The impact of recombinant fusion-hydrophobin coated surfaces on E. coli and natural mixed culture biofilmformation.

Rieder A et al.

Biofouling. 2011 Nov;27(10):1073-85. doi: 10.1080/08927014.2011.631168.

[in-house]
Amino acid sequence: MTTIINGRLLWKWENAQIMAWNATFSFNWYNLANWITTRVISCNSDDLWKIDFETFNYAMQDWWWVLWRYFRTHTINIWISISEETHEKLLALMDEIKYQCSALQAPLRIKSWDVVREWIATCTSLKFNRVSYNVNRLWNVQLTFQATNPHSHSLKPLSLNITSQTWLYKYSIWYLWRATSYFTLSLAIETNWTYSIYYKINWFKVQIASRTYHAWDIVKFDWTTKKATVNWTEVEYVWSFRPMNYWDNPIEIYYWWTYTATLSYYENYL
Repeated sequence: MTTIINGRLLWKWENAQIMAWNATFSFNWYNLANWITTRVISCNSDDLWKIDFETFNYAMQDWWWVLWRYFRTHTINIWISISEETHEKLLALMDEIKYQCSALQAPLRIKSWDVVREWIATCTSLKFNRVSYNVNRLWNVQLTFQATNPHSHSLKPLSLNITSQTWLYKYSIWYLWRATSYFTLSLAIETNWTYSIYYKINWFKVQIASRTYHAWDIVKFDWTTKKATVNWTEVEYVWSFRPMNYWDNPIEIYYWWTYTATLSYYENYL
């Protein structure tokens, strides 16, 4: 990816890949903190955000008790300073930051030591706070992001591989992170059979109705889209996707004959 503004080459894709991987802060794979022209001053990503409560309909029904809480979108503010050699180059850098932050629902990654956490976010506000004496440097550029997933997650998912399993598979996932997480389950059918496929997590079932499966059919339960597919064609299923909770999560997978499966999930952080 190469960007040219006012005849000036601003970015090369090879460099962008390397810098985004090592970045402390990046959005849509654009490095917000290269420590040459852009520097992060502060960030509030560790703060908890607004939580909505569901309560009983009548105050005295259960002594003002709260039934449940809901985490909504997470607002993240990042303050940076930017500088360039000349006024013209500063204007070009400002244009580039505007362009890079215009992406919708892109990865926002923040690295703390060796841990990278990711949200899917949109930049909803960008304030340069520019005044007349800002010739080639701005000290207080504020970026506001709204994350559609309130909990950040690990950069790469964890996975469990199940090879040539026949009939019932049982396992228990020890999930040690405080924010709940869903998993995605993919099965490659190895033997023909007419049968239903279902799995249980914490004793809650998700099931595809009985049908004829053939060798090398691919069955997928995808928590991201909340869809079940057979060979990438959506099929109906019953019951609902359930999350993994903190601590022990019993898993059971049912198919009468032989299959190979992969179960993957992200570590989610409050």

The impact of increased surface hydrophobicity on biofilms regarding retardation, repulsion, or attraction was studied with hydrophobin modified glass substrata. Recombinantly produced fungal hydrophobins forming self-assembled monolayers were used as the surface coating. The adsorption dynamics of hydrophobins were analysed with a quartz crystal microbalance which showed the surface coating to be rapid and stable. The change of surface wettability was determined by water contact angle measurements and demonstrated an increase in hydrophobicity in range of 60-62°. The homogeneity of the monolayers was demonstrated by immunofluorescence microscopy. Atomic force microscopy was applied to visualise the uniform texture of the coated materials. The hydrophobin coatings had no impact on different biofilms in terms of spatial distribution, cell numbers, and population composition. In consequence, hydrophobicity might not represent an important parameter for biofilm formation. Nevertheless, recombinant hydrophobins are suitable for large scale surface modification and functionalization with bioactive molecules.